Collecting points, bonuses, and other rewards by using a rewards credit card can be exciting, fun, and addicting. However, there are many ways to rack up the points without making extra purchases, whether you're looking for cash back, travel miles, or other perks. The trick is in finding ways to turn normal, non-credit card expenses end up as point-earning purchases on the card. Here are a few ways to do it, but with a warning that some of the methods require discipline or could lead to added spending and bigger balances.
Do the unthinkable, but carefully
In general, it can be a very bad practice to charge consumable items like groceries, gas, and other regular purchases on rewards credit cards, unless those expenses are being paid in full each month. The problem isn't that charging groceries or paying the electric bill with a credit card is inherently worse than charging an emergency purchase or something similar. The issue lies in poor planning and overspending because the cash which would have been used for groceries or other consumables gets allocated elsewhere after those expenses get charged to the card.
With a good system, the money for the consumables gets paid toward the card each month. If you want to earn extra reward points on your credit card by putting regular budget items onto it, open a separate, free savings account just for those budget items. By setting a budget and limit each month, you'll know how much you can put on the card, and you'll have the money handy to pay off the expenses each month. You won't earn any real interest on the money, but you'll earn reward points, and having the account ready to cover the expenses will help you stay organized.
'Let me have the check!'
With this strategy, you pay for group purchases, such as a shared dinner bill, on your card, and everyone else hands over their cash to you. The money is dutifully applied toward the card's payment for the month, reward points were collected on the purchase, and no extra money was spent. Look for opportunities to make bigger purchases for friends who are paying cash for vacations, gadgets, home goods, lawnmowers, and the like. If you offer some kind of reward for their help (cooking dinner, helping around the house or with fixing things) you might be more likely to turn some of those friends into loyal helpers in your quest for rewards points.
Charge Peter to pay Paul
Another strategy to earn more credit card rewards points that can be dangerous is to use the card to pay off other credit card bills. Most often, this is done by using checks attached to the card, which are usually associated with the highest fees and are the last to have payments applied toward the principal. People tend to get into trouble by using one card to pay another because, often, they're doing it because they are already in or near financial distress, and they fail to catch up with the payments. However, if you are organized, disciplined, have ample income, and want to earn rewards points in a big way, then this strategy can be a winner, as long as using one card to pay another doesn't lead to more spending, less saving, and bigger balances growing on any of the credit cards.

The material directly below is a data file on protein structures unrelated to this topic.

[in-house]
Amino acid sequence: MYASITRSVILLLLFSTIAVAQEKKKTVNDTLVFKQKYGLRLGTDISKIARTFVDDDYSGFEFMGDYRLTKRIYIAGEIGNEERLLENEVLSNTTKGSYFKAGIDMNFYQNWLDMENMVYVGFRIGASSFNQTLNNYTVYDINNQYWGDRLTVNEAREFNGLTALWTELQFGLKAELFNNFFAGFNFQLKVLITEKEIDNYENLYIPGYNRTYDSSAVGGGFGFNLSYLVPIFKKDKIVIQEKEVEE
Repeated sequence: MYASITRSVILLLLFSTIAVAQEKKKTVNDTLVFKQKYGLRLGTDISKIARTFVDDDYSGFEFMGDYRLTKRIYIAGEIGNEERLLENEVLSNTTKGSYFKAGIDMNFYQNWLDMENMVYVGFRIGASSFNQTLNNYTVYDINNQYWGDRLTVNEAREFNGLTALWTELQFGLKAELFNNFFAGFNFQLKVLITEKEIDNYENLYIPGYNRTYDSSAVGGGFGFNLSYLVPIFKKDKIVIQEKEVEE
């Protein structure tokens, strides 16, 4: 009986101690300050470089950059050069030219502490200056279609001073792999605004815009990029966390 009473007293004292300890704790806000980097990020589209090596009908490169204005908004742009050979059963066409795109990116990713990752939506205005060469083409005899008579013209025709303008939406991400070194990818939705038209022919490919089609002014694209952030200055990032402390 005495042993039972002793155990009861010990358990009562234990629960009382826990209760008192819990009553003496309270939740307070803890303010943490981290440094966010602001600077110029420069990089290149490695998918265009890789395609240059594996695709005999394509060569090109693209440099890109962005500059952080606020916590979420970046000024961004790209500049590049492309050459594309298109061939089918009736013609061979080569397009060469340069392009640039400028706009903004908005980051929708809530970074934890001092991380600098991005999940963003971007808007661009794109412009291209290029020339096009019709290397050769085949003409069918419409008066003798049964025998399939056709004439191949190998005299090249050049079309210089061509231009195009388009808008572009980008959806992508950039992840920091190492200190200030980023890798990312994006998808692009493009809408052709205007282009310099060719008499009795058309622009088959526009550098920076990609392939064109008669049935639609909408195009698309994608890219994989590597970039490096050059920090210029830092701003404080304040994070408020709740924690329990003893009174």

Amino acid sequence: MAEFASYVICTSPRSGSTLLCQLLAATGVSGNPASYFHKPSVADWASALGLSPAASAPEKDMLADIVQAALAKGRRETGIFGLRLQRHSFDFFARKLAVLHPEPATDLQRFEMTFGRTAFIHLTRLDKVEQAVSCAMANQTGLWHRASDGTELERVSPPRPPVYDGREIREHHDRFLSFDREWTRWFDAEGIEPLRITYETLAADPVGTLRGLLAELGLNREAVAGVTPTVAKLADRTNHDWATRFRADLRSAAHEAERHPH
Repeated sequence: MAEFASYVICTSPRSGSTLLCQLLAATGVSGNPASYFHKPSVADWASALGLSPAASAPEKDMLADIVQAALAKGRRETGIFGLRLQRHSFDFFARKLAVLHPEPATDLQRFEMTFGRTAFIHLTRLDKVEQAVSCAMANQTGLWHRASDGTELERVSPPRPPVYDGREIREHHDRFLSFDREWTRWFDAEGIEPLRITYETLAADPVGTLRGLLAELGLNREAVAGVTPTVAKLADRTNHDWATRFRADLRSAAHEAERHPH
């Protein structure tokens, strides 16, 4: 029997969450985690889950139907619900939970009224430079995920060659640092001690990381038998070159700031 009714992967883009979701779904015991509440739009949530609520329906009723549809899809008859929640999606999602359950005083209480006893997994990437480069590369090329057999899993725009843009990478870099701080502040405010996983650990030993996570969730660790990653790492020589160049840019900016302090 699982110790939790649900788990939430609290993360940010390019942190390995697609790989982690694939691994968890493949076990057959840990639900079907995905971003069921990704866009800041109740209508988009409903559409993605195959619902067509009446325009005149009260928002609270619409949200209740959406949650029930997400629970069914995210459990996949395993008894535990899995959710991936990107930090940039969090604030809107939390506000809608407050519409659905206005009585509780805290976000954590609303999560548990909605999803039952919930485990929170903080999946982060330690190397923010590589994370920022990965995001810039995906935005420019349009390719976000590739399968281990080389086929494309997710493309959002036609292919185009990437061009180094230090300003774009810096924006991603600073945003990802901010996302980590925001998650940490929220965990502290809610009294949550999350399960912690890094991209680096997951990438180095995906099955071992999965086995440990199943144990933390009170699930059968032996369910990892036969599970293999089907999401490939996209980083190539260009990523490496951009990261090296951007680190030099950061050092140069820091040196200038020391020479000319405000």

Shirley Pulawski is a freelance journalist who frequently contributes to MyBankTracker.com.
California is the worst state for foreclosures, and unemployment and bankruptcy also are severe problems, according to CardRatings.com. State unemployment rate in July 2012: 10.7 percent (Labor Department).
Arizona has the second worst foreclosure rate in the country, and many Arizonans also have low credit scores, according to CardRatings.com. State unemployment rate in July 2012: 8.3 percent (Labor Department).
Many Floridians are stuck in foreclosure, delinquent on their credit card debt, unemployed, bankrupt, or have low credit scores, according to CardRatings.com. State unemployment rate in July 2012: 8.8 percent (Labor Department).
Georgia is one of the worst five states in unemployment, bankruptcy rates, average credit score, and credit card delinquency rates, according to CardRatings.com. State unemployment rate in July 2012: 9.3 percent (Labor Department).
Nevada has the worst unemployment rate, personal bankruptcy rate, and average credit score in the country, according to CardRatings.com. State unemployment rate in July 2012: 12.0 percent (Labor Department).
Iowa has a lower than average unemployment rate, lower than average credit card delinquency rate, and higher than average credit score. State unemployment rate in July 2012: 5.3 percent (Labor Department).
Montana has above-average credit scores, fewer personal bankruptcies, fewer foreclosures, and less delinquent credit card debt than other states, according to CardRatings.com. State unemployment rate in July 2012: 6.4 percent (Labor Department).
South Dakota has better than average employment and credit scores, according to CardRatings.com. It also has fewer personal bankruptcies, fewer credit card delinquencies, and fewer foreclosures. State unemployment rate in June 2012: 4.4 percent (Labor Department).
Vermont was second best in the country in the foreclosure and personal bankruptcy categories and was above average in the other three categories. State unemployment rate in July 2012: 5.0 percent (Labor Department).
North Dakota "may be the best-kept secret in the country," CardRatings.com says. It was the best state in three categories, including unemployment, and fourth best in the other two, according to CardRatings.com. But remember that if you move there, you would have to live in North Dakota. State unemployment rate in July 2012: 3.0 percent (Labor Department).
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